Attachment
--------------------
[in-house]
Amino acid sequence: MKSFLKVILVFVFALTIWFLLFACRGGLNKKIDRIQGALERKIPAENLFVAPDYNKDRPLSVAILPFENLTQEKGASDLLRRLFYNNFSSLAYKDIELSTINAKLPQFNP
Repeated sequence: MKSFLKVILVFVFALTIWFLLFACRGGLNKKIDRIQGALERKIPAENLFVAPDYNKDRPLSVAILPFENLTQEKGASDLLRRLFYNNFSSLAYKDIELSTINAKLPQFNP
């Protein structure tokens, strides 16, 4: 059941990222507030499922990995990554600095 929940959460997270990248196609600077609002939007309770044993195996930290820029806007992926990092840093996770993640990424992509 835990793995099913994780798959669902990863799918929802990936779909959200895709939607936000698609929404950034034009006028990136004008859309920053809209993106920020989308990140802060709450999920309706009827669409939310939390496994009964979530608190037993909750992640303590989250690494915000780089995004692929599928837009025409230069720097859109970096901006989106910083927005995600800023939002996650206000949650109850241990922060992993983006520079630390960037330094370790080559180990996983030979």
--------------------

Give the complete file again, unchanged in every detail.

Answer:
[in-house]
Amino acid sequence: MKSFLKVILVFVFALTIWFLLFACRGGLNKKIDRIQGALERKIPAENLFVAPDYNKDRPLSVAILPFENLTQEKGASDLLRRLFYNNFSSLAYKDIELSTINAKLPQFNP
Repeated sequence: MKSFLKVILVFVFALTIWFLLFACRGGLNKKIDRIQGALERKIPAENLFVAPDYNKDRPLSVAILPFENLTQEKGASDLLRRLFYNNFSSLAYKDIELSTINAKLPQFNP
């Protein structure tokens, strides 16, 4: 059941990222507030499922990995990554600095 929940959460997270990248196609600077609002939007309770044993195996930290820029806007992926990092840093996770993640990424992509 835990793995099913994780798959669902990863799918929802990936779909959200895709939607936000698609929404950034034009006028990136004008859309920053809209993106920020989308990140802060709450999920309706009827669409939310939390496994009964979530608190037993909750992640303590989250690494915000780089995004692929599928837009025409230069720097859109970096901006989106910083927005995600800023939002996650206000949650109850241990922060992993983006520079630390960037330094370790080559180990996983030979």